“And such was the instruction they gave when all the Under-worlders had been finally defeated. And then the two boys ascended this way, here into the middle of the light, and they ascended straight on into the sky, and the sun belongs to one and the moon to the other. When it became light within the sky on the face of the earth, they were there in the sky. And then the Four Hundred Boys climbed up, the ones who were killed by Zipacna. And so they came to accompany the two of them, they became the sky’s own stars.”
From the end of the Third Part of the Popol Vuh, describing the destiny of the Hero Twins.
|A double-headed jade serpent|
I should firstly say that the scientific community has been fairly sceptical of these claims. However, my vague interest in matters scientific do not qualify me to talk about this from a strong scientific perspective but if I come across any good online resources I will post links to them. I can however deal briefly with some historical aspects of this prediction.
|The Classic Mayan city of Tikal|
|A stele of a Mayan King from Copan|
One of these calendars (there were several others) involved having a 360-day year that would be counted in cycles of 20. These cycles were then also counted in cycles of 20 (usually 20, but sometimes 18 according to some scholars). This was known as a Bak’tun. When 13 Bak’tun’s had passed the cycle would repeat and the calendar would revert back to the first Bak’tun. If there are any astronomers reading they’ll be quite angry about the 360-day year but what the Mayans did was to refer to each day using a number of terms, which would cycle over and allow them to keep track of deviations from the solar calendar until the cycle was complete. It was not the first system I would have devised but it was complex enough to use “zero” as a number (i.e. better than Greek or Roman maths) and was of use in the keeping track of constellation movements as well so it’s an impressive enough piece of work.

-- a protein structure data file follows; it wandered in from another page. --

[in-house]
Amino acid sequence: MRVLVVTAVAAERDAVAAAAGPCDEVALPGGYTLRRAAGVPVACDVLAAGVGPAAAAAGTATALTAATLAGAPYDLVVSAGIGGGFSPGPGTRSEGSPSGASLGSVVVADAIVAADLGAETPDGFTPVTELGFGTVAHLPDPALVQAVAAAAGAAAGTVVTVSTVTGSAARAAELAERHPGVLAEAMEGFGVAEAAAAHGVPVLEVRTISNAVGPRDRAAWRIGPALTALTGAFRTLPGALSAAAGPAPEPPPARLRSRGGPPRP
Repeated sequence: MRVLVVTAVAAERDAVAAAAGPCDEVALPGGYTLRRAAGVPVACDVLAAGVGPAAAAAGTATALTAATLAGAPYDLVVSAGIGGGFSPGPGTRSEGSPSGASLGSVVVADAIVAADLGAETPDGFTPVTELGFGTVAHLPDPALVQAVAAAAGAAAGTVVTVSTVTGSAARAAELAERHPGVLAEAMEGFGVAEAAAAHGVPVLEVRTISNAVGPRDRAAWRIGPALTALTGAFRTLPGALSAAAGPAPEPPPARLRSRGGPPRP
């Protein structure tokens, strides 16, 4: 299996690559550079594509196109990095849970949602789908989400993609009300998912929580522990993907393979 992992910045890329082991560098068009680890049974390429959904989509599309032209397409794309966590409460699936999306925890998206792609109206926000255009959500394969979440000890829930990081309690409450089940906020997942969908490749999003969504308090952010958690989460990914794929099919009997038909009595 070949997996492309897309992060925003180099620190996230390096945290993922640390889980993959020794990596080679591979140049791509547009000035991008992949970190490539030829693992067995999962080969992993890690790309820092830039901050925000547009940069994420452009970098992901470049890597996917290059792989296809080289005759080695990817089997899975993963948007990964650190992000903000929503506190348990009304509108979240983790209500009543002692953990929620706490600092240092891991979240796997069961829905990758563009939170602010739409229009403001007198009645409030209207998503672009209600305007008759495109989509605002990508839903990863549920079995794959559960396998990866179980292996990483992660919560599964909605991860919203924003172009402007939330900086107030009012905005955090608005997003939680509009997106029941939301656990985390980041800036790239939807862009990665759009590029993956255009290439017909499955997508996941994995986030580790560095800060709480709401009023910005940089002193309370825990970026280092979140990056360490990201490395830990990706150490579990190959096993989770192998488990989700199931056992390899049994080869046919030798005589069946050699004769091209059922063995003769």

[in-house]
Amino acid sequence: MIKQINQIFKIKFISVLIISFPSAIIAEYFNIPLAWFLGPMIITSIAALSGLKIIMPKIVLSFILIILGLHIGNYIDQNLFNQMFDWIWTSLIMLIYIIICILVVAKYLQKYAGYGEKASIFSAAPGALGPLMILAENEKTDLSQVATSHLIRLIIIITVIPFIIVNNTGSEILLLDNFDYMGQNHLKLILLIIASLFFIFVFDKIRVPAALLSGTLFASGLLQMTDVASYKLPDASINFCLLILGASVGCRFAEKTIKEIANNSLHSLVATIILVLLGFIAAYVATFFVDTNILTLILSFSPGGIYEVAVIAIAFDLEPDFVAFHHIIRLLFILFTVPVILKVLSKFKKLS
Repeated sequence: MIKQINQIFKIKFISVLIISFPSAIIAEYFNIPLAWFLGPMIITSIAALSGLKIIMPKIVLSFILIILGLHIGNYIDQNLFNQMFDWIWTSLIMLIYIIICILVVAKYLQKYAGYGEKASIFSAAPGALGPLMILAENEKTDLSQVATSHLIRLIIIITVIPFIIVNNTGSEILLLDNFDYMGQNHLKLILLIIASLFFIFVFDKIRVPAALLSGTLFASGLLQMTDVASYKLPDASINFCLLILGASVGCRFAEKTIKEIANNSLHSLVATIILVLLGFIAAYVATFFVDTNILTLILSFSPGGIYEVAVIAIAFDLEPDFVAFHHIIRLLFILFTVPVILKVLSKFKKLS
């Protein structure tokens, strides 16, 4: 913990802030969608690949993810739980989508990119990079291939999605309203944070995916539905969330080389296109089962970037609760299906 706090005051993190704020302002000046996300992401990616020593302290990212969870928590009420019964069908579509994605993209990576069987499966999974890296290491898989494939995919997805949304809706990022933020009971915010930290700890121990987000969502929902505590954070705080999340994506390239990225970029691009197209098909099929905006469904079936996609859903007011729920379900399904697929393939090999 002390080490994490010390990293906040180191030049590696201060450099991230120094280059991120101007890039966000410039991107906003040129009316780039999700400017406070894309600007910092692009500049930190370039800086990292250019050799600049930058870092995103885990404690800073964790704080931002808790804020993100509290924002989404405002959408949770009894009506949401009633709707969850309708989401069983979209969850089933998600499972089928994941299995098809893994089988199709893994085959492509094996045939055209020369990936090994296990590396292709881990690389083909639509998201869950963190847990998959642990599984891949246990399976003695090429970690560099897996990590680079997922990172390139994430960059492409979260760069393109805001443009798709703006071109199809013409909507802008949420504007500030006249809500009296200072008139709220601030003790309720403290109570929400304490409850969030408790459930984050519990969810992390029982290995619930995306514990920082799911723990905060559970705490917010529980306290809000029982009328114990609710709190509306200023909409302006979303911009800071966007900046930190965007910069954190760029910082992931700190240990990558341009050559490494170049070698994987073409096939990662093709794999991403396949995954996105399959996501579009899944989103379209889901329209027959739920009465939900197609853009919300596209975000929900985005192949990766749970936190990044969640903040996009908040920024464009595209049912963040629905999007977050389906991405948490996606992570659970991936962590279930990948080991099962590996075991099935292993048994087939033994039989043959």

The reader may wonder what this has to do with the end of the world. The date given in the theory for the day the world ends is simply the date that the 13th Bak’tun ends on. According to most theories the 1st cycle begins on the 11th of August, 3114 BC so we are approaching the date where the calendar rolls over so to speak. So did the Mayans feel that this was the date that the world ended on?
Well, the date picked for the beginning of the cycle appears somewhat arbitrary. It predates their civilisation and there are no known inscriptions for the first three thousand years of the system. It might have been borrowed from an earlier civilisation like the Olmecs but this is speculative. So, if we have no idea why they chose to start their calendar at one point, it makes understanding the end point difficult. Some scholars believe that there are inscriptions that deal with orders higher than the Bak’tun or even thirteen Baktun’s, which, if true, suggests that the Mayans did not view time as being contained within the cycle. Scholars also speak of Long Calendar dates being spoken of after the turning of the cycle, suggesting that the Mayans didn’t believe the world would end in 2012.
|Statues of warriors from Tula|
|Mexican City of Teotihuacan|
|Cover page of the Popol Vuh|
So will the world end in 2012? Possibly, as we can never predict the future with total accuracy, but I’m betting that it won’t (and giving good odds if anyone’s interested). I’m also betting that the Mayans had less than no intention of predicting the end of the world when some of their priests decided to use a particular method of counting that started at an arbitrary date. Roll on 2013!
|Mayan city of Chichen Itza|